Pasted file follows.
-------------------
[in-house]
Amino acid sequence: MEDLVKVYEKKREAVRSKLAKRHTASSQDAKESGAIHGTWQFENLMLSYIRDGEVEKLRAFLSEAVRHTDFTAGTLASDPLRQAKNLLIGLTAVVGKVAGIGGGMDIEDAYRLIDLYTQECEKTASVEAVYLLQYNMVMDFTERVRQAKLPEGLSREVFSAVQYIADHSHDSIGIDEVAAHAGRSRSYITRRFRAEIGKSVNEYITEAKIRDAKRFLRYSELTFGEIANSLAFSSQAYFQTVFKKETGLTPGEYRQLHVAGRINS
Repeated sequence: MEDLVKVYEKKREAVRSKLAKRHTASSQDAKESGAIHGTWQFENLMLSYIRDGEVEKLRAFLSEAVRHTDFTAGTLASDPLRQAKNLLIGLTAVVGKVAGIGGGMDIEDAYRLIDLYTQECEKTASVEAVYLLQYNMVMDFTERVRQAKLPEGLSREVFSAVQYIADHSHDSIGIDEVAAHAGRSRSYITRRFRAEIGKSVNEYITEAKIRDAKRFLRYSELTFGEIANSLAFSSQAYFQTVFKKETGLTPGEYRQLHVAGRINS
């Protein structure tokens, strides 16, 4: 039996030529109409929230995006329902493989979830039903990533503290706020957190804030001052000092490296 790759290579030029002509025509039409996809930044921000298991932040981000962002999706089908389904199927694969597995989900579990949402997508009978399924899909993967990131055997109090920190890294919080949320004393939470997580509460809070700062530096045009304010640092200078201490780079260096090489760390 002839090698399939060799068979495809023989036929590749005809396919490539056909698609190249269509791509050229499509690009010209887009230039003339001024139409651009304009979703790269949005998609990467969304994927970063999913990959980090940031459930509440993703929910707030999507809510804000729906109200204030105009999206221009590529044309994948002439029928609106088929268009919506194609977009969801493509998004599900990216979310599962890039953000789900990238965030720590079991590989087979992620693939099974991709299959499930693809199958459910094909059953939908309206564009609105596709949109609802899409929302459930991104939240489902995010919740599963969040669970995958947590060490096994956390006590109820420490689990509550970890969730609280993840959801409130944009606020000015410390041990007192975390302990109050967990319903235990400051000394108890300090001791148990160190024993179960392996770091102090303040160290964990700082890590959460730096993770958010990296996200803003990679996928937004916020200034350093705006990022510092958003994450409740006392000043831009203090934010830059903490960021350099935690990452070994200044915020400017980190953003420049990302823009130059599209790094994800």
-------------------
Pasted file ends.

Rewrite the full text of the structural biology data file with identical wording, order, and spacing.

[in-house]
Amino acid sequence: MEDLVKVYEKKREAVRSKLAKRHTASSQDAKESGAIHGTWQFENLMLSYIRDGEVEKLRAFLSEAVRHTDFTAGTLASDPLRQAKNLLIGLTAVVGKVAGIGGGMDIEDAYRLIDLYTQECEKTASVEAVYLLQYNMVMDFTERVRQAKLPEGLSREVFSAVQYIADHSHDSIGIDEVAAHAGRSRSYITRRFRAEIGKSVNEYITEAKIRDAKRFLRYSELTFGEIANSLAFSSQAYFQTVFKKETGLTPGEYRQLHVAGRINS
Repeated sequence: MEDLVKVYEKKREAVRSKLAKRHTASSQDAKESGAIHGTWQFENLMLSYIRDGEVEKLRAFLSEAVRHTDFTAGTLASDPLRQAKNLLIGLTAVVGKVAGIGGGMDIEDAYRLIDLYTQECEKTASVEAVYLLQYNMVMDFTERVRQAKLPEGLSREVFSAVQYIADHSHDSIGIDEVAAHAGRSRSYITRRFRAEIGKSVNEYITEAKIRDAKRFLRYSELTFGEIANSLAFSSQAYFQTVFKKETGLTPGEYRQLHVAGRINS
């Protein structure tokens, strides 16, 4: 039996030529109409929230995006329902493989979830039903990533503290706020957190804030001052000092490296 790759290579030029002509025509039409996809930044921000298991932040981000962002999706089908389904199927694969597995989900579990949402997508009978399924899909993967990131055997109090920190890294919080949320004393939470997580509460809070700062530096045009304010640092200078201490780079260096090489760390 002839090698399939060799068979495809023989036929590749005809396919490539056909698609190249269509791509050229499509690009010209887009230039003339001024139409651009304009979703790269949005998609990467969304994927970063999913990959980090940031459930509440993703929910707030999507809510804000729906109200204030105009999206221009590529044309994948002439029928609106088929268009919506194609977009969801493509998004599900990216979310599962890039953000789900990238965030720590079991590989087979992620693939099974991709299959499930693809199958459910094909059953939908309206564009609105596709949109609802899409929302459930991104939240489902995010919740599963969040669970995958947590060490096994956390006590109820420490689990509550970890969730609280993840959801409130944009606020000015410390041990007192975390302990109050967990319903235990400051000394108890300090001791148990160190024993179960392996770091102090303040160290964990700082890590959460730096993770958010990296996200803003990679996928937004916020200034350093705006990022510092958003994450409740006392000043831009203090934010830059903490960021350099935690990452070994200044915020400017980190953003420049990302823009130059599209790094994800």